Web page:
Double Indemnity 1944 Paramount Pictures*
Barbara Stanwyck plays the greatest femme fatale of all time, Phyllis Dietrichson. I always wondered if author James M. Cain named her after Marlene Dietrich. Barbara seems to be just another heartless femme fatale looking for a chump, but then you realize she's mad as a bag of ferrets. Fred MacMurray plays the chump and is surprisingly sexy. Billy Wilder directs. M y favorite dialog from it:
Phyllis: Mr. Neff, why don't you drop by tomorrow evening about eight-thirty. He'll be in then.
Walter Neff: Who?
Phyllis: My husband. You were anxious to talk to him weren't you?
Walter Neff: Yeah, I was, but I'm sort of getting over the idea, if you know what I mean.
Phyllis: There's a speed limit in this state, Mr. Neff. Forty-five miles an hour.
Walter Neff: How fast was I going, officer?
Phyllis: I'd say around ninety.
Walter Neff: Suppose you get down off your motorcycle and give me a ticket.
Phyllis: Suppose I let you off with a warning this time.
Walter Neff: Suppose it doesn't take.
Phyllis: Suppose I have to whack you over the knuckles.
Walter Neff: Suppose I bust out crying and put my head on your shoulder.
Phyllis: Suppose you try putting it on my husband's shoulder.
Walter Neff: That tears it.
Laura 1944 Twentieth-Century Fox Film Corporation*
This film is so good that if I am flipping channels and it's on, I will watch it, despite the fact that I own a copy. Great script. Great direction. Great cast. Especially fun to see Vincent Price as the charming Southern gentleman who lives off the kindness of women. Clifton Webb's performance as the acid tongued columnist Waldo Lydecker is unbelievably great. Favorite line: "I must say, for a charming, intelligent girl, you certainly surrounded yourself with a remarkable collection of dopes."
Mildred Pierce 1945 Warner Bros. Pictures*
Joan Crawford totally deserved her Oscar for her performance as Mildred, a divorcee with two kids who goes from baking pies in her kitchen to owning her own chain of restaurants (what is it with James M. Cain and restaurant owners?) Unfortunately, the daughter that survives childhood is the biggest ingrate in film history. Murder ensues.
Scarlet Street 1945 Diana Pictures Inc. Dist. by Universal Pictures*
Wowszer. This one gets better with every viewing. Edward G Robinson sympathetically plays the hero who finds out first hand that you never really get away with murder. Joan Bennett is wonderfully crude as the cheap little vixen who destroys his life. But the standouts are Fritz Lang's direction, the cinematography and Dan Duryea as the sleazy boyfriend/pimp who uses his sexual prowess to keep Bennett in line and when that doesn't work gives her the greatest backhand in cinema.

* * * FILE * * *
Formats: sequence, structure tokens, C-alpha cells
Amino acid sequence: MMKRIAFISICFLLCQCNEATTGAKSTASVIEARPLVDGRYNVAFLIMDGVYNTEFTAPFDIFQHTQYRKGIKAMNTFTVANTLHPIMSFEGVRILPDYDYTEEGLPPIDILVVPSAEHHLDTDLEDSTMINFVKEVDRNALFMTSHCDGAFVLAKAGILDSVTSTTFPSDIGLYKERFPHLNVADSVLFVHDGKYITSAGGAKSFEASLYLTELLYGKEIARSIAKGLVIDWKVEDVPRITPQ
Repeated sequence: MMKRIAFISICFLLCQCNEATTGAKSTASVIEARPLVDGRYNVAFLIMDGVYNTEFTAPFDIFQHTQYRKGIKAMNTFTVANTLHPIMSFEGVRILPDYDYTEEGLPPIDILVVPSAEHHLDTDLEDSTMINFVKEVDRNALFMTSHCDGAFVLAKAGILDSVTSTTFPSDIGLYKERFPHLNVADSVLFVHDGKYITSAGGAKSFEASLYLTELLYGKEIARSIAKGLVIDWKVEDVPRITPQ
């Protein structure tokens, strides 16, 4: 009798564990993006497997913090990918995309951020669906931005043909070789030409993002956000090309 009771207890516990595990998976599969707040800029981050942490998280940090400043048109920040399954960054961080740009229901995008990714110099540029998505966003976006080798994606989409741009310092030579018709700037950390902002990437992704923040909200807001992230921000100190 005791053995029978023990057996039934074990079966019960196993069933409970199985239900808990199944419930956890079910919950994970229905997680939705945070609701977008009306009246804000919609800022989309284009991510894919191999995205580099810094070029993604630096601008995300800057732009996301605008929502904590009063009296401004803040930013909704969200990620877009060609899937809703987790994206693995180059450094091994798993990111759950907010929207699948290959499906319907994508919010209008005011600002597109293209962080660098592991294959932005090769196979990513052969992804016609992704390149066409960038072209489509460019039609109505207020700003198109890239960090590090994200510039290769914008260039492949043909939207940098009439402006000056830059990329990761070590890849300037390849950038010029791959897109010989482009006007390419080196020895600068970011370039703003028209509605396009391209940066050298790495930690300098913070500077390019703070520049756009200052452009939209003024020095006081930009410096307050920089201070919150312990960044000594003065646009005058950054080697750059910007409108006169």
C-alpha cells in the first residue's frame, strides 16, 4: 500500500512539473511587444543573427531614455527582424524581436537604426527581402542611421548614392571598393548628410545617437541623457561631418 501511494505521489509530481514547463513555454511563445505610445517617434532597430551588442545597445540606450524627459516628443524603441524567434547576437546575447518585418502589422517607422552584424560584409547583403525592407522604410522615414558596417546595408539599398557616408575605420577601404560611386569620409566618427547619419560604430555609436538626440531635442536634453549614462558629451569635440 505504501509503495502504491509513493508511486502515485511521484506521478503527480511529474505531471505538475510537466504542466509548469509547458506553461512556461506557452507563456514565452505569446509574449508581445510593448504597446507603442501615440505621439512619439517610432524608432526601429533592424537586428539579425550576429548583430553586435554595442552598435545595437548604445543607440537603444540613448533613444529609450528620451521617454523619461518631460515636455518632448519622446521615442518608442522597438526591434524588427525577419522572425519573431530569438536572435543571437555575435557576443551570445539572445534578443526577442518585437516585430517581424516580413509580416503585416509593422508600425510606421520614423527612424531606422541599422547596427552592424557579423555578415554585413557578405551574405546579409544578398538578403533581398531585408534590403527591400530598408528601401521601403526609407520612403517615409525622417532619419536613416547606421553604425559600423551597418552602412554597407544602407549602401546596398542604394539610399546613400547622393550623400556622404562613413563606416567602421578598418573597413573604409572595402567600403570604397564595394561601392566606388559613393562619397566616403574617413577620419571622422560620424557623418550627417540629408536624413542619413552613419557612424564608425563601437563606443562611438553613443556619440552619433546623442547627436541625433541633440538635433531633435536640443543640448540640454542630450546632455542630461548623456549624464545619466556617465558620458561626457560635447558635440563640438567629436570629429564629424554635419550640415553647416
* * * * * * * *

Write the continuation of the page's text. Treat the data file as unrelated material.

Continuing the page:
Black Angel 1946 Universal Pictures*
This is a good adaptation of one of Cornell Woolrich's "black" novels. It features a great atypical role for the usually bad guy actor Dan Duryea. He plays beautiful loser Martin Blair an alcoholic songwriter still obsessively in love with his recently murdered ex-wife. The wife of the man convicted of the murder enlists his help in finding the real killer. Duryea falls for her and complications ensue. Duryea was so well known for slapping his female co-stars at this point, that Universal, in it's publicity campaign for the film, attributed Duryea's not hitting co-star June Vincent to her recent pregnancy!
Nightmare Alley 1947 Twentieth-Century Fox Film Corporation*
DARK. DARK. DARK. It's called film noir for a reason. Tyrone Power fought for this part to show he was more then a pretty face and, boy, did he. He gives one of the greatest portrayal in film noir as the ambitious and amoral Stanton Carlisle who goes from carnival roustabout, to a society darling as a medium/spiritualist then falls into alcoholism and degradation. Adapted from an even darker book by William Lindsay Gresham- as with most adaptations of noir classics- they had to tone down the sexuality and the ending.
Night and the City 1950 Twentieth-Century Fox Film Corporation*
London has never looked as damp, depressing and hopeless as in this Jules Dassin gem. Richard Widmark gives a remarkably unnerving performance as Harry Fabian. He's a conniving little hustler who screws over everyone in his desperate bid for success. He deserves to fail; he deserves everything he gets; yet you still somehow feel sorry for him.
On Dangerous Ground 1952 RKO Radio Pictures*
Robert Ryan gives an emotionally charged performance as a city cop on the verge of a breakdown. After nearly killing a suspect, he's sent out to the country to find the murderer of a young woman. There he encounters Ida Lupino, the blind sister of the main suspect. Can he overcome his personal demons and connect with her? Bonus: John Ford Players Ward Bond and Olive Cary portray the murdered girls parents. Oddly this film reminds me of Japanese director Ozu- I think for its emphasis on character and the overall bittersweet mood.
In A Lonely Place 1955 Santana Pictures Corporation, Dist. by Columbia Pictures*
One of Humphrey Bogart's finest performances, and one of the characters closet to his real self, he plays an alcoholic writer with a serious anger management problem. Gloria Grahame plays the woman who falls for him but ultimately wonders if he's capable of murder. Director Nicholas Ray puts together a great film noir with an unusual amount of emotional truth- incredibly melancholy.
Sweet Smell of Success 1957 Hill-Hecht-Lancaster Productions Dist: United Artist*
"The next time you want information, don't scratch for it like a dog, ask for it like a man!" says Burt Lancaster, as all powerful newspaper columnist J.J. Hunsecker to Tony Curtis, ambitious press agent Sidney Falco. I think both actors give the best performances of their careers in this film. This taught thriller keeps twisting and turning through a New York full of morally bankrupt characters. Lancaster terrified me, as Hunsecker- his relationship with his sister is deeply disturbing and threatening. When I watched this film, I kept covering my eyes, not because of on screen physical violence, but a feeling of moral revulsion.